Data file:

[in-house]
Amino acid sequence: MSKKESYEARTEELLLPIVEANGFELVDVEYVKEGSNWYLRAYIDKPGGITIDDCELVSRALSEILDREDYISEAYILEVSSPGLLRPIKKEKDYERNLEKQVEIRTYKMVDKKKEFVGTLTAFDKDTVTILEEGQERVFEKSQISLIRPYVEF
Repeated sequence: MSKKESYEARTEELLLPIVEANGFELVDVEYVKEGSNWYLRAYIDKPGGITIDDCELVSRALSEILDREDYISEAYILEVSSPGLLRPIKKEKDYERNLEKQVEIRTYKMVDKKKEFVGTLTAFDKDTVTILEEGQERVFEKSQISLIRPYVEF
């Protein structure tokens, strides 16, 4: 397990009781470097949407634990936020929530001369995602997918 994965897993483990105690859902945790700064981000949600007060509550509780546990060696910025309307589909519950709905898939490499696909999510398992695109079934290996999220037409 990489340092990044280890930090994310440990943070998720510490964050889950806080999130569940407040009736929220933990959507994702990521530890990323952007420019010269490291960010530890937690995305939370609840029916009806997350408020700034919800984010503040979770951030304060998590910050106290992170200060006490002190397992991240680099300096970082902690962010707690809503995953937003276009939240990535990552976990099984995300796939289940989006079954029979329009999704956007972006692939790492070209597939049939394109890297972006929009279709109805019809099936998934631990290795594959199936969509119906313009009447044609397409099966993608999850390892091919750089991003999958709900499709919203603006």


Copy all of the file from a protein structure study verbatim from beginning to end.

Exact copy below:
[in-house]
Amino acid sequence: MSKKESYEARTEELLLPIVEANGFELVDVEYVKEGSNWYLRAYIDKPGGITIDDCELVSRALSEILDREDYISEAYILEVSSPGLLRPIKKEKDYERNLEKQVEIRTYKMVDKKKEFVGTLTAFDKDTVTILEEGQERVFEKSQISLIRPYVEF
Repeated sequence: MSKKESYEARTEELLLPIVEANGFELVDVEYVKEGSNWYLRAYIDKPGGITIDDCELVSRALSEILDREDYISEAYILEVSSPGLLRPIKKEKDYERNLEKQVEIRTYKMVDKKKEFVGTLTAFDKDTVTILEEGQERVFEKSQISLIRPYVEF
């Protein structure tokens, strides 16, 4: 397990009781470097949407634990936020929530001369995602997918 994965897993483990105690859902945790700064981000949600007060509550509780546990060696910025309307589909519950709905898939490499696909999510398992695109079934290996999220037409 990489340092990044280890930090994310440990943070998720510490964050889950806080999130569940407040009736929220933990959507994702990521530890990323952007420019010269490291960010530890937690995305939370609840029916009806997350408020700034919800984010503040979770951030304060998590910050106290992170200060006490002190397992991240680099300096970082902690962010707690809503995953937003276009939240990535990552976990099984995300796939289940989006079954029979329009999704956007972006692939790492070209597939049939394109890297972006929009279709109805019809099936998934631990290795594959199936969509119906313009009447044609397409099966993608999850390892091919750089991003999958709900499709919203603006």